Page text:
Introduction. Recommender systems try to deal with the information overload problem. They do that by filtering relevant items out of huge datasets. Sometimes, probably most of the times, these datasets are so large that they no longer fit in the RAM memory of a single computing node. When this happens we need some kind of data approach to be able to cope with this. This is usually where databases come in. But are they always the best option? Or allow me to rephrase, are they the only option? Little anecdote to explain my point. In 2009 when I was working on my master thesis I developed a recommendation system for events. I used a simple MySQL database for storage. At the end of the implementation I ran some performance tests and let me show you, one of these graphs that I came up with. This pie chart represents the total execution time of the recommendation algorithm. The green area is the database connection time and the blue area which only accounts for .5 % percent of the total time is the actual CPU time. Note that this is after optimizing the algorithm with prefetching strategies in separate threads and so on. This graph illustrates the point that I am trying to make, which is that if you are not careful, an ill designed database or for that matter any not properly thought out data strategy may impose a serious bottleneck on the performance of the system. With this in mind, I tried to avoid the use of a database for a project I was working on and I will now show you how I did it.
For this project I used a high-performance computer that is available for researchers at my university. The conceptual layout of this cluster is like this. In total there are 194 computing nodes available each of which contain 8 cores clocked at 2.5 GHz. They each have 16 GB of internal memory and a hard disk of 146 GB. These nodes are all interconnected with an infiniband interface, which is a lot faster than standard Ethernet. Each of these nodes is also connected to a shared storage medium that stores all data in a RAID5 configuration. As you can see deploying a database in this scenario is not a trivial task. So we experimented with a file-based approach that allowed optimal scalability across all the available nodes.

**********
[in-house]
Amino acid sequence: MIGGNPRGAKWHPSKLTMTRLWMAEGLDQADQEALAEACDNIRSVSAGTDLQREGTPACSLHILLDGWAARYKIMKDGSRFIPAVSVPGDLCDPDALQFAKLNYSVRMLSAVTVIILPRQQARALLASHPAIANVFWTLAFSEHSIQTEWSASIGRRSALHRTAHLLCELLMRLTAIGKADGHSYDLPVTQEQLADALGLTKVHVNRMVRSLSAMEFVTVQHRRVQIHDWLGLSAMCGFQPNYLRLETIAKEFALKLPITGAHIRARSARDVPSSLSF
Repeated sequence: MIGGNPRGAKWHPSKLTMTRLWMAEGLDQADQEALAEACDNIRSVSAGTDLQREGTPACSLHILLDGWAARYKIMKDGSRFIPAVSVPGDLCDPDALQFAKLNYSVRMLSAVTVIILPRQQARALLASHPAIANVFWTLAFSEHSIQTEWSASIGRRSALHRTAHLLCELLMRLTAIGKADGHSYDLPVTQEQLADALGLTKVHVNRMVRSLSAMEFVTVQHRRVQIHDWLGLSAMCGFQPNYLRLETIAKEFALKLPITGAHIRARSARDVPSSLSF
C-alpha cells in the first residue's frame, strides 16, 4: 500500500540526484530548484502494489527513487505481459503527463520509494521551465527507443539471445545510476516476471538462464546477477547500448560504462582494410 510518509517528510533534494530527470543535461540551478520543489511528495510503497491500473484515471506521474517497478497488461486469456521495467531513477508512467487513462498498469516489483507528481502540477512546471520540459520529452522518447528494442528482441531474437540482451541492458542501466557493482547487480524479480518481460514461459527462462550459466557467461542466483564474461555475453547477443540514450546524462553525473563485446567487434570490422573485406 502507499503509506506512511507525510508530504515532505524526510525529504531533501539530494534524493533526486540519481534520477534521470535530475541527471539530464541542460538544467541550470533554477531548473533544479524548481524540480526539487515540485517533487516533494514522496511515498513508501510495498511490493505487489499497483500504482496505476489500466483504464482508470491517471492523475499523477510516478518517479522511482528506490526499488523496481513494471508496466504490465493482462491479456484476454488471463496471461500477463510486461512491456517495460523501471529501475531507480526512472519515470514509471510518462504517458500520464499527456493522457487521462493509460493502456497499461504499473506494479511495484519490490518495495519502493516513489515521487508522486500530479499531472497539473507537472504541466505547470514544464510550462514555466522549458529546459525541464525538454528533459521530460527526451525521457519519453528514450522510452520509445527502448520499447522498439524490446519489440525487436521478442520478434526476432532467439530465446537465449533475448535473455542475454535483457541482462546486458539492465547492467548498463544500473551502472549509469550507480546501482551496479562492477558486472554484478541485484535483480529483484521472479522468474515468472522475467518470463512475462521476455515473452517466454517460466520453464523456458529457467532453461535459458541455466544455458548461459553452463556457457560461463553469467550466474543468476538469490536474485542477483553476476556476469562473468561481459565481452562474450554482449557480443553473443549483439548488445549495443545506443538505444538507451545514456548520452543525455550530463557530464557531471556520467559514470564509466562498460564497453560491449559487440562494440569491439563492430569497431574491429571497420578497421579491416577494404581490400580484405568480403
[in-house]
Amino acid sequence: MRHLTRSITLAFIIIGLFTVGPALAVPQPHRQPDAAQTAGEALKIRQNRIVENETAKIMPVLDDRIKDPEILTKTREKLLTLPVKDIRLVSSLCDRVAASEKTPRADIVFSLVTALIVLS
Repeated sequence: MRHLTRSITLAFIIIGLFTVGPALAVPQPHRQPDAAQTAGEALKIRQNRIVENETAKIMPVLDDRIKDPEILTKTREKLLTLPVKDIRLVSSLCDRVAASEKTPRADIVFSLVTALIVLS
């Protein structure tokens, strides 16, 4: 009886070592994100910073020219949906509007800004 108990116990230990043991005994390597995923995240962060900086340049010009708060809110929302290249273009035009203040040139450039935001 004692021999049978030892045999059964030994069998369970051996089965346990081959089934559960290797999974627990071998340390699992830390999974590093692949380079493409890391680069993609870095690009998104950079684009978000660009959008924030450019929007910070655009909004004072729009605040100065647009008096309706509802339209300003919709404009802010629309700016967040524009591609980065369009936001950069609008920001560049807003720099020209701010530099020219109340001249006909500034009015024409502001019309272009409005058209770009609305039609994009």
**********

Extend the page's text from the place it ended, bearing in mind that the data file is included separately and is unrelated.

To be able to transform the recommendation process into a scalable process, we must first analyze a common workflow of this process. Taking the union over the most common recommendation algorithms, these three phases can be distinguished. The item similarity, User Similarity and the final recommendation calculation. For a typical recommendation process, item metadata and consumptions may be available. With consumptions we mean in fact, all sorts of feedback both implicit as explicitly gathered. From the item metadata, item similarities can be calculated which in their turn can serve as the input together with the consumptions for the user similarity calculation. When we have the item similarities, the user similarities and the consumptions, the final recommendation calculation can take place. In the next couple of slides I will demonstrate how each of these phases can be processed in a way that allows transparent scaling across computing nodes and uses nothing more than files for storage.